3. What are PWD students' coping mechanisms in dealing with online learning during
the pandemic?
2. REVIEW OF RELATED LITERATURE
2.1 Experiences of PWD Students
In a society, the majority of people feel discomfort around a person with
disabilities. It may be from the lack of interaction with PWDs; non-PWDs also feel
awkward because of insufficient knowledge of starting a conversation and acting without
offending a person with a disability (American Psychological Association, 2000). Since
then, society has had a hard time accepting and understanding people with disabilities.
Most parts of the culture make significant steps and approaches to the social inclusion of
PWDs. The PWD community strives to have a voice in addressing both visible and
invisible disabilities, along with more wide-ranging and thorough ways to social inclusion.
It is also essential to make some changes in a particular community wherein any form of
disability can be accommodated without noticing the apparent needs or adjustment of a
person with a disability. For instance, developing the educational system, employment,
and designing infrastructure that is PWDs friendly can help PWDs (Uniting Care
Community Options, 2014).
Manaf et al. (2016) indicated that conducting research on people with disabilities
requires better understanding, knowledge, and skills. As it is increasing extensively, the
researchers must prepare emotionally, spiritually, and physically to produce publishable
papers regarding the issues of PWDs. Researchers in this field should also fill themselves
with knowledge in dealing with a person with specific impairment amidst barriers and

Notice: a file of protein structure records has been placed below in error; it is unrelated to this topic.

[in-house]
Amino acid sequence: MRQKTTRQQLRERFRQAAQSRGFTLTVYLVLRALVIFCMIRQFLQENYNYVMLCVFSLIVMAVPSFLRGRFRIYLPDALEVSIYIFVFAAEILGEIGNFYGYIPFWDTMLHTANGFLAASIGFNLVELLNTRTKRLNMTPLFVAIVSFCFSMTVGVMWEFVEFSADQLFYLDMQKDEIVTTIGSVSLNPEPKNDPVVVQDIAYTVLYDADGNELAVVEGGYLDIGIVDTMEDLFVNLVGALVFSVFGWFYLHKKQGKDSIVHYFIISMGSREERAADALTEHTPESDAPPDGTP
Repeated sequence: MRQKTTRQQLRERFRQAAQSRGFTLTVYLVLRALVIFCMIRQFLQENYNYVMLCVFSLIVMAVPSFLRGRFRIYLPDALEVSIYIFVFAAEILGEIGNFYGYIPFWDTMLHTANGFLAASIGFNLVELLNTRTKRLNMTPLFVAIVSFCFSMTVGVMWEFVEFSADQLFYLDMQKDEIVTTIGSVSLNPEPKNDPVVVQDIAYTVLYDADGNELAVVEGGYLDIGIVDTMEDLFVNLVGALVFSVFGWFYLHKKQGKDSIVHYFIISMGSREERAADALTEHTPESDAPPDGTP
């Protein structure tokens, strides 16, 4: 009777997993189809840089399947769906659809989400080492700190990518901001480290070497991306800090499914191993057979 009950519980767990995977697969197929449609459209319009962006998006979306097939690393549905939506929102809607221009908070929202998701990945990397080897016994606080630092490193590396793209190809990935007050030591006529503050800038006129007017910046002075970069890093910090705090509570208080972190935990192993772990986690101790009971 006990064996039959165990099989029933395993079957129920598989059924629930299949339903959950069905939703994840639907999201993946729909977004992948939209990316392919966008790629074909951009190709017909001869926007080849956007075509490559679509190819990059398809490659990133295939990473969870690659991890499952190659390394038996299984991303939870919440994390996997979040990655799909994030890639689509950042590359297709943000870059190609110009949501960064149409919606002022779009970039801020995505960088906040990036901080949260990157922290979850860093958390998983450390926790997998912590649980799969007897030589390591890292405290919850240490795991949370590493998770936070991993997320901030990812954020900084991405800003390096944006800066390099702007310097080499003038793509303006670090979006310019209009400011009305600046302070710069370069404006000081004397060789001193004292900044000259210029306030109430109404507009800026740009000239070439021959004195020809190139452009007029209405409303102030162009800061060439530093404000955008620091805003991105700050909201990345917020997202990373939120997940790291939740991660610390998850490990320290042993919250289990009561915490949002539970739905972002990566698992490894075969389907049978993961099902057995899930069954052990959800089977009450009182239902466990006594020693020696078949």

difficulties. These skills include good social skills, good communication skills (e.g.,
primary sign language), and patience with the PWDs state of condition. Reyes et al.
(2010) stated that government agencies in the Philippines focus on the rights, needs, and
privileges of people with disabilities. These are the National Council on Disability Affairs
(NCDA), Department of Social Welfare and Development (DSWD), Department of
Health (DOH), Department of Labor and Employment (DOLE), Department of Education
(DepEd), Department of Public Works and Highways (DPWH), and the Department of
Trade and Industry (DTI).
According to Weiringo (2015), his study about students who did not complete high
school shows that the students' overall sense of belongings is low. This study explores and
identified the related factors of reasons that led to their decisions. The participants are
male and female high school students with disabilities. Furthermore, the type of
impairment was another aspect that causes a high rate of drop out of high school students